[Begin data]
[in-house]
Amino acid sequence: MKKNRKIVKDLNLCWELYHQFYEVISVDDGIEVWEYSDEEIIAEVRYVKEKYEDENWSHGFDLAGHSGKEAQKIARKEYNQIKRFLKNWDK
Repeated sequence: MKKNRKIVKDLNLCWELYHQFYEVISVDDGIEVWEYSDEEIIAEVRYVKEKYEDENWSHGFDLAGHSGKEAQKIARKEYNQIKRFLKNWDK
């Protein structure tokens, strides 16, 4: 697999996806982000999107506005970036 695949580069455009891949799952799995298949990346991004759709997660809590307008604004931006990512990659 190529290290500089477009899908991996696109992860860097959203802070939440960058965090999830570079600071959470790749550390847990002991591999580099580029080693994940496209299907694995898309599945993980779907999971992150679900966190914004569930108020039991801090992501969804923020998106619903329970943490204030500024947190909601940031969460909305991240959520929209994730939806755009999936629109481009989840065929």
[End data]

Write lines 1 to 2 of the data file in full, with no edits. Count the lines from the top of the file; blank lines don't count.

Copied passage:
[in-house]
Amino acid sequence: MKKNRKIVKDLNLCWELYHQFYEVISVDDGIEVWEYSDEEIIAEVRYVKEKYEDENWSHGFDLAGHSGKEAQKIARKEYNQIKRFLKNWDK